Power of Diversity: Latino 100
Power of Diversity: Latino 100
From the major influx of Puerto Ricans to New York City in the 1940s to the more recent migration of Central Americans to the five boroughs, Latinos have steadily broken barriers across all sectors of city life, including politics.
In New York City, Rep. José E. Serrano bids farewell to Congress after 30 years serving the South Bronx as the longest-serving Puerto Rican legislator, while on the other side of the Bronx (and Queens), Rep. Alexandria Ocasio-Cortez has taken the progressive baton, amplifying the concerns of a demographic whose poverty rate – currently at 29% in New York City – ranks the highest of any ethnic group in the five boroughs. Latinos are also being disproportionately affected by the COVID-19 outbreak in New York City – a statistic that has been linked to poverty – further evidence that while gains have been made, the work for equity continues.
Within these pages, we spotlight the leaders helping to carve a path for greater visibility and a seat at the table, the many men and women who wield power in telling the story of Latinos while demonstrating the impressive strides made.
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1. Alexandria Ocasio-Cortez
Rep. Alexandria Ocasio-Cortez is considered one of the most powerful foils to President Donald Trump and the GOP writ large, countering their tweets with her own, which are then frequently magnified by the media.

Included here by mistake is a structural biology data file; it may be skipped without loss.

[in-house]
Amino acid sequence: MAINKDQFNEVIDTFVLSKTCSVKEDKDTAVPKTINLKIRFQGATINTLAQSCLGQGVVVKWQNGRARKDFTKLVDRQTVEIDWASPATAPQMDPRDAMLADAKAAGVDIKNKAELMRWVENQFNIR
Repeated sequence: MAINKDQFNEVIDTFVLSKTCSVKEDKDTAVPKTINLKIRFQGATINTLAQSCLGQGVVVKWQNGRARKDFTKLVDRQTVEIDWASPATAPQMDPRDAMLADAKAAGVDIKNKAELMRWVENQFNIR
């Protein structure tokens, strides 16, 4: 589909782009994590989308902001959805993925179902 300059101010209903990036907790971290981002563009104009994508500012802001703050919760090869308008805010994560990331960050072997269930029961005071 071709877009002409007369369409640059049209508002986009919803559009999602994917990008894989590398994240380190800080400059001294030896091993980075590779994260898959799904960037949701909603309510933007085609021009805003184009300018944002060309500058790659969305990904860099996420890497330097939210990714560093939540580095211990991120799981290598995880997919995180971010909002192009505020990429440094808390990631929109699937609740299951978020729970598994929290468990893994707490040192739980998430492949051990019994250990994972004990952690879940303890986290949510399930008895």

A social media influencer and member of the Squad – four progressive first-term members of Congress who swept into the House in 2018 – Ocasio-Cortez has increasingly brought progressivism into the national political conversation, much to the chagrin of moderate Democrats.
But Ocasio-Cortez isn’t omniscient. She hasn’t done well when handicapping local and national races, including endorsing U.S. Sen. Bernie Sanders in the Democratic presidential primary. Ocasio-Cortez has now entered her second term, fending off two challengers, all while building a progressive wing of the party that can force the establishment to pause.
2. Richard Carranza
Chancellor, New York City Department of Education
Schools chancellor Richard Carranza commands one of the most complex school systems in the country – and he doesn’t appear to break a sweat over it. His actions aimed at integrating the deeply segregated school system have been met with both praise and rancor, but it’s his choice to close schools for more than a month during the coronavirus outbreak that tested his decision-making skills. The move was both an inconvenience and relief to millions of parents. As the new school year draws closer, Carranza will again be under intense scrutiny.
3. Nydia Velázquez
The first Puerto Rican woman elected to Congress, Rep. Nydia Velázquez stays relevant by doing what she does best: advocating for the voiceless. The 14-term Brooklyn legislator has also become something of a stateswoman, advising fellow colleague Rep. Alexandria Ocasio-Cortez to stand down in targeting her own party. Unlike other veteran Congress members running for reelection, Velázquez didn’t face any serious challengers.
4. Robert Mujica
State Budget Director